Now for the tulle on the bodice. I read through Made for Mermaids’ instructions about 10 times and then switched over to Kiki & Company but still didn’t understand exactly what I was supposed to do. So I made it up.
One change I already knew I wanted to make was that I wanted to take Kiki & Company’s idea and use both the blue and purple tulle in the top. That was a simple adjustment.
I cut a 20×54 inch rectangle each of the light blue and purple and folded them in half. I only used one layer of the sparkly blue, so it was only about 26 inches. Then I layered them so sparkly blue was on the inside and purple on the outside.I sewed along the long bottom edge. And then found the halfway point in both the bodice and the tulle and attached them together. I went back and forth about 15 times just to make sure it was going to stay put! Then I squeezed the ends together as small as I could and sewed them down on each side.
The result is very unfinished. But it’s tulle so it’s not going to fray. It’s fine. I’m serious, I’m such a dunce when it comes to reading simple instructions! I’m sure everyone else understood exactly what Made for Mermaids was talking about, but not me. I still don’t get it. Of course part of my problem was that my tulle wasn’t as long as it should be–it should’ve extended past the bodice. And then the ends would’ve been tucked inside the bodice. But it’s fine.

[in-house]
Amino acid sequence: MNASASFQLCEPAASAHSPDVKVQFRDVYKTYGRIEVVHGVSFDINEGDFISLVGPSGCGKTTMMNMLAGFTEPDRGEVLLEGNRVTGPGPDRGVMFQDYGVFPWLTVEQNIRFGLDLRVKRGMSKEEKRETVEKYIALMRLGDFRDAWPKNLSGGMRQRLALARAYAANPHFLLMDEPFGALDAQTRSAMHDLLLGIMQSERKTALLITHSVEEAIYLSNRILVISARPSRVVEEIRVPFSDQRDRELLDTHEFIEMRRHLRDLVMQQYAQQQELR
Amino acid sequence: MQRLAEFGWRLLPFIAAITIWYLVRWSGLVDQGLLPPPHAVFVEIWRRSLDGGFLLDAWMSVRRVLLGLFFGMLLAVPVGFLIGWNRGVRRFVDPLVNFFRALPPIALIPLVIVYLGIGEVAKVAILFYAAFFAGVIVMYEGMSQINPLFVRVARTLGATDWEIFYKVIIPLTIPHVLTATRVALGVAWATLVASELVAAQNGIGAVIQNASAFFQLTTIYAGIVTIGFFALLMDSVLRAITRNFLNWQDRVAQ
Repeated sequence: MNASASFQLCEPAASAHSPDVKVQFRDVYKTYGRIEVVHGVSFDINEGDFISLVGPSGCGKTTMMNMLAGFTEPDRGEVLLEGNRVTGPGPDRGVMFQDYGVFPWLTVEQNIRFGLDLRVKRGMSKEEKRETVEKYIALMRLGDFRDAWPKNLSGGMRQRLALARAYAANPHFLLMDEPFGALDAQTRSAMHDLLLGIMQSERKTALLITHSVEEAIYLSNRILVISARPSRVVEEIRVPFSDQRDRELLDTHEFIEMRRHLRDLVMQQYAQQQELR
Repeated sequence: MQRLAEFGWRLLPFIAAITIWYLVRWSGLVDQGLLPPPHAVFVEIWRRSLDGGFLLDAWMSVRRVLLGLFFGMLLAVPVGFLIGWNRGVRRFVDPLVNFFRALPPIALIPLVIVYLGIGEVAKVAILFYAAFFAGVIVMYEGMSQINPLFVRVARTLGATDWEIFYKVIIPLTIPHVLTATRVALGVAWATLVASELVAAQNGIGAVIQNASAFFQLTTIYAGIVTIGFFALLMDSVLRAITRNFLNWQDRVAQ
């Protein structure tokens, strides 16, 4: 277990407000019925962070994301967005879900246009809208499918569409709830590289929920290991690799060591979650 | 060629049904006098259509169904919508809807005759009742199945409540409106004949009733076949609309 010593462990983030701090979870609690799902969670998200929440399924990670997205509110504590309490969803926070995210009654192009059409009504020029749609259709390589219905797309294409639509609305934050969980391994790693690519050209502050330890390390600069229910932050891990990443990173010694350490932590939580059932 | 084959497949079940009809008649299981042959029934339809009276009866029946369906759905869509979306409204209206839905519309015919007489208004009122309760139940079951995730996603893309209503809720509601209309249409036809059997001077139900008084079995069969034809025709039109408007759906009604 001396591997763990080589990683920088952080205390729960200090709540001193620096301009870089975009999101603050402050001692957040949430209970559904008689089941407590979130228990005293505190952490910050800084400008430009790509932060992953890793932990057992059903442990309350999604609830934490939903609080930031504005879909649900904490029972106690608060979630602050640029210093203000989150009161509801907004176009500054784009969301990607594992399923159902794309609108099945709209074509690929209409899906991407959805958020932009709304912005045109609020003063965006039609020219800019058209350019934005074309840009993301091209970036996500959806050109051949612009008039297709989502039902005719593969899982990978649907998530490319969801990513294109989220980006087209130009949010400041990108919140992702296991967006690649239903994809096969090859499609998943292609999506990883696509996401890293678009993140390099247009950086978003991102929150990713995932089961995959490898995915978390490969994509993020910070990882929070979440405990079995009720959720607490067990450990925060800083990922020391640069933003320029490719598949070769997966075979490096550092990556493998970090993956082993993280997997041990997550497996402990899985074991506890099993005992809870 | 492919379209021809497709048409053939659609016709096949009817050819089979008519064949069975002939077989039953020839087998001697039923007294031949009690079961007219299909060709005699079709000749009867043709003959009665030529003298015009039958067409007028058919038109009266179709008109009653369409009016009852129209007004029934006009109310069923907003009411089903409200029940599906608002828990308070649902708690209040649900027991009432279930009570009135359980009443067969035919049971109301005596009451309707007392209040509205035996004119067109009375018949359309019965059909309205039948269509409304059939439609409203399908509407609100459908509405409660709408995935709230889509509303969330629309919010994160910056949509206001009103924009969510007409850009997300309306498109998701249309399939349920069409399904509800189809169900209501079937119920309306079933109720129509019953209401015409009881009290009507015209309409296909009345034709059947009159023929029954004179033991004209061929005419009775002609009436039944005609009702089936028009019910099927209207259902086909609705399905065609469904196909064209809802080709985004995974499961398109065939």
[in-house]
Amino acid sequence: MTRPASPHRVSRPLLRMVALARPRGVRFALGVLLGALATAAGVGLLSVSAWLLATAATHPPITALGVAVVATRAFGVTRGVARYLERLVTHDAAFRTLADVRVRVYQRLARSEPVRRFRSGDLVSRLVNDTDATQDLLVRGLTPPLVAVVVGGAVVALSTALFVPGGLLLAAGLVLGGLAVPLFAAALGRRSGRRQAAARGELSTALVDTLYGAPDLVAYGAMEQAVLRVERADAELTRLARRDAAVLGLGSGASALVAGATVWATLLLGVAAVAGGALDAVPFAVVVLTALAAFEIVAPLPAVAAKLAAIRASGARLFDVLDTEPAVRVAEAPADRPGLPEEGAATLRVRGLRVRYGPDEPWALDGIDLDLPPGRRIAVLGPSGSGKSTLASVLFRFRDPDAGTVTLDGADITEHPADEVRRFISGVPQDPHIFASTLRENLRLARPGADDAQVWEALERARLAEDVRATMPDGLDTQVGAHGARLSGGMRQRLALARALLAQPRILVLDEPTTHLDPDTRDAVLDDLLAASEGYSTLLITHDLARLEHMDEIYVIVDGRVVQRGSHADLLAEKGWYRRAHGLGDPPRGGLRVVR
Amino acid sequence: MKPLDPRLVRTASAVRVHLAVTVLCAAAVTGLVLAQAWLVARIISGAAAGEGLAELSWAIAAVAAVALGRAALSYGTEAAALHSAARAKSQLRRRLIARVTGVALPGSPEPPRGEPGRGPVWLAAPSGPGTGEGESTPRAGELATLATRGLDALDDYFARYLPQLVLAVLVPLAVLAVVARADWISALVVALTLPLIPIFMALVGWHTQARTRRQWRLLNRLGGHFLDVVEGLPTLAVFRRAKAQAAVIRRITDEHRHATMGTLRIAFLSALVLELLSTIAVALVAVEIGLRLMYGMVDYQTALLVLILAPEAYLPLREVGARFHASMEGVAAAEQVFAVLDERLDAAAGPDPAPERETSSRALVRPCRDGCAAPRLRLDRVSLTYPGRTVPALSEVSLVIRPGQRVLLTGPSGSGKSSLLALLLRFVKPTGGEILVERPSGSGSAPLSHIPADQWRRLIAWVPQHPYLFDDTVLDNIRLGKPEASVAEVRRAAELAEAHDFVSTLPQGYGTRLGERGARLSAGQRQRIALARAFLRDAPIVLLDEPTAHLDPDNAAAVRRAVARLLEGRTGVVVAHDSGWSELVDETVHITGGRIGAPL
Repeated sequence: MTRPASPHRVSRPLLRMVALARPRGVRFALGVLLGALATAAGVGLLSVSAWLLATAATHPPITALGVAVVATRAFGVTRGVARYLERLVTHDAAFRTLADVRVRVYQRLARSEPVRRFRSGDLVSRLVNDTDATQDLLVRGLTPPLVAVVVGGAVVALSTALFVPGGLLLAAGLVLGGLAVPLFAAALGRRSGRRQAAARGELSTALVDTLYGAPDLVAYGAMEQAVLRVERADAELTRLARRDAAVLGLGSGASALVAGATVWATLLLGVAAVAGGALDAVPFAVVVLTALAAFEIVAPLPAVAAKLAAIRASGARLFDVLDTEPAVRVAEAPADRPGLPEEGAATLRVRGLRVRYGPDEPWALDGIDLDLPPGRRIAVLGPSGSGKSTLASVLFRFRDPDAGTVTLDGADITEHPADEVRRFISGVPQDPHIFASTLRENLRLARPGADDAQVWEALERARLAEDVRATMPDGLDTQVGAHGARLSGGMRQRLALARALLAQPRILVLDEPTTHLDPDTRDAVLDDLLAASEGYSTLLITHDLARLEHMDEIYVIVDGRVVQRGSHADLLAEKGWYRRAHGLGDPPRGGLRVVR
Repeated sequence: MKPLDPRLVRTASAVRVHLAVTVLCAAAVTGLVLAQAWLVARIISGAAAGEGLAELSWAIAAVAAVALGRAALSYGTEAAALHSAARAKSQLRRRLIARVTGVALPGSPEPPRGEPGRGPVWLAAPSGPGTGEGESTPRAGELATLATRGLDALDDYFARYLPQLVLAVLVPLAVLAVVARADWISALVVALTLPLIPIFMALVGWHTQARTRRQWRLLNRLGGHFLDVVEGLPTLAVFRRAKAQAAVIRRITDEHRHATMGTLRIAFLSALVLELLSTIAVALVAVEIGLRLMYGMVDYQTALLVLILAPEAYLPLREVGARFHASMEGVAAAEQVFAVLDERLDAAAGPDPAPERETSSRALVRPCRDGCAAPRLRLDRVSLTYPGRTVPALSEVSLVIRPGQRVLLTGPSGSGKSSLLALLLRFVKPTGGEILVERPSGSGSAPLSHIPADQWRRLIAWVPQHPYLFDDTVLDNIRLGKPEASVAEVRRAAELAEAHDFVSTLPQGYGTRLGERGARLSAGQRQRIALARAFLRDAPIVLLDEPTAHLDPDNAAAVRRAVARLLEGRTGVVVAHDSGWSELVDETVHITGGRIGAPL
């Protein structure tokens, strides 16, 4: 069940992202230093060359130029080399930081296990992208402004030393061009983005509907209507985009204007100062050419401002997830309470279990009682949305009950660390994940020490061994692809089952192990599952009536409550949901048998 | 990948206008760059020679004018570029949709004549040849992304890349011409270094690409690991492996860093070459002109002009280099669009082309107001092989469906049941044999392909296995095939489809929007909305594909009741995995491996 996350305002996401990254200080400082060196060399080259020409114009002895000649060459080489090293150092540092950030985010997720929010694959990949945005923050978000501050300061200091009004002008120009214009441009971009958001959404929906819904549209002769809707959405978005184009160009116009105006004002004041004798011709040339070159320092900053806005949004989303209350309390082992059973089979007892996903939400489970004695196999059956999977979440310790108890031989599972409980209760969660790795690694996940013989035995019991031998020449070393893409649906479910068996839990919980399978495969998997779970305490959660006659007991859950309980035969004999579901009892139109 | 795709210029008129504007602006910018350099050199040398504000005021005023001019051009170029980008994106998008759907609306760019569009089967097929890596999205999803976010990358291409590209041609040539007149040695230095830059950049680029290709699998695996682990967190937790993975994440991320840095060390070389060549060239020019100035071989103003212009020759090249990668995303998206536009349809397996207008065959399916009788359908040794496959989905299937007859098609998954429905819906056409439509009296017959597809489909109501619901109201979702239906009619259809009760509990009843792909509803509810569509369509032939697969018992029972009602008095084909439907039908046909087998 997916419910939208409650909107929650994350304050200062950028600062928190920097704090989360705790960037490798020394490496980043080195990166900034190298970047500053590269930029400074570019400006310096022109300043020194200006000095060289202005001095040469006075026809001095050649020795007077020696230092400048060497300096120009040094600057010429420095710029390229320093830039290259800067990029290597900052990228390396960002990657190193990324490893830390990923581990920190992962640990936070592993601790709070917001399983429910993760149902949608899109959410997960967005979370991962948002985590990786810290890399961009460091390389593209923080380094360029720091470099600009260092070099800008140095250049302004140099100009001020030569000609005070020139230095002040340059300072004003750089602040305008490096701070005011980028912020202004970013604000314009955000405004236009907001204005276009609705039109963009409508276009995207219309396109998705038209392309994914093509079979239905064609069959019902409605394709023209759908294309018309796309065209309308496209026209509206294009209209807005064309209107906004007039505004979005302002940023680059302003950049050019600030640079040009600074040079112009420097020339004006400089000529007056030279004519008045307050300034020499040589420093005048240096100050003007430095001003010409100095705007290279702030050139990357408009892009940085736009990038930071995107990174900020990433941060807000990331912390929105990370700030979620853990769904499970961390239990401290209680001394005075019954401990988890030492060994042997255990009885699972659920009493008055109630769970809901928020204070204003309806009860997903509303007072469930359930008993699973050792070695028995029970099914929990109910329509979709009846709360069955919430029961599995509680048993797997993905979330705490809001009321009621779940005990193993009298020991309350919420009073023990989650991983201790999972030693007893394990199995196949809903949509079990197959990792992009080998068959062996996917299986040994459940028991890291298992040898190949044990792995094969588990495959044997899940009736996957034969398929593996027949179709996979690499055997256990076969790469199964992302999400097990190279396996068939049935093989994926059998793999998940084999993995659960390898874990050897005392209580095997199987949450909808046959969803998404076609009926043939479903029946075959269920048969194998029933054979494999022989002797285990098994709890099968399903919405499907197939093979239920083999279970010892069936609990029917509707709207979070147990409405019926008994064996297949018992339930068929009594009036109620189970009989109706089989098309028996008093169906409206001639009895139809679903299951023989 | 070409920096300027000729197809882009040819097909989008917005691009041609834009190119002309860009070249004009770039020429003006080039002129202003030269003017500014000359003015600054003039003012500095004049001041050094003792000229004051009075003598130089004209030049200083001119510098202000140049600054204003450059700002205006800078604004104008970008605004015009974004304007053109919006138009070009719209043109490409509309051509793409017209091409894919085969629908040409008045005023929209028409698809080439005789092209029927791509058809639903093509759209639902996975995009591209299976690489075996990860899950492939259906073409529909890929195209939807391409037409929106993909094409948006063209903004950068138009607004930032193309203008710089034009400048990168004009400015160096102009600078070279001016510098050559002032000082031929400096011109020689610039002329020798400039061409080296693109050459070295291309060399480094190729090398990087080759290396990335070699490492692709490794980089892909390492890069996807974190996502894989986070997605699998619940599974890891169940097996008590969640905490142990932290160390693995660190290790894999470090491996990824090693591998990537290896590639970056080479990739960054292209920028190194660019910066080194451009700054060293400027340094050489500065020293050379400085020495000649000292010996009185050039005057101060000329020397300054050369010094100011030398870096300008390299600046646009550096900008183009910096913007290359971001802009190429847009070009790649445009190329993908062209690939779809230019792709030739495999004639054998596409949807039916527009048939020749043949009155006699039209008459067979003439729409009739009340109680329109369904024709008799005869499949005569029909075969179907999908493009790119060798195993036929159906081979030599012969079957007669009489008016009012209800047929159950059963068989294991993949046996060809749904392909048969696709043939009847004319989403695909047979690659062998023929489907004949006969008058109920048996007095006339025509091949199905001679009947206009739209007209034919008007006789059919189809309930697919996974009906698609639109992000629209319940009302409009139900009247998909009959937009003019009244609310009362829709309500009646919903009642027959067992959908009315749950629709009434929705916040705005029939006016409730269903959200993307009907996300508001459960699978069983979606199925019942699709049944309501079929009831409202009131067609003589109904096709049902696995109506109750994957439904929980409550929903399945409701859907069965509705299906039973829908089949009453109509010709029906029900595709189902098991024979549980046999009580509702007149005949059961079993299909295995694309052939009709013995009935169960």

Time to finish up the bodice. I sewed each side closed.Then added the zipper. I don’t like using velcro on dress-up dresses. Although J needs help getting the zippered dresses on and off, I find that velcro loses its stickiness after awhile and then my life just becomes “Mama, fix my dress” 800,000 times a day. It happened to both her Merida and Snow White dresses and I vowed no more velcro. So I installed my zipper using my cheating method found in my Glinda tutorial. See how the tulle doesn’t reach the zipper? So much for cutting it long enough and making sure that I found the halfway mark, hahahaha! Good thing J will never notice.
And there we go, bodice is finished!
Time for the skirt. I cut two pieces, 24 in by the width of my fabric. Which I want to say was 54 inches, but can’t remember for sure now. I followed Made for Mermaids’ instructions and cut the front piece at a diagonal so the front bodice would be pointed.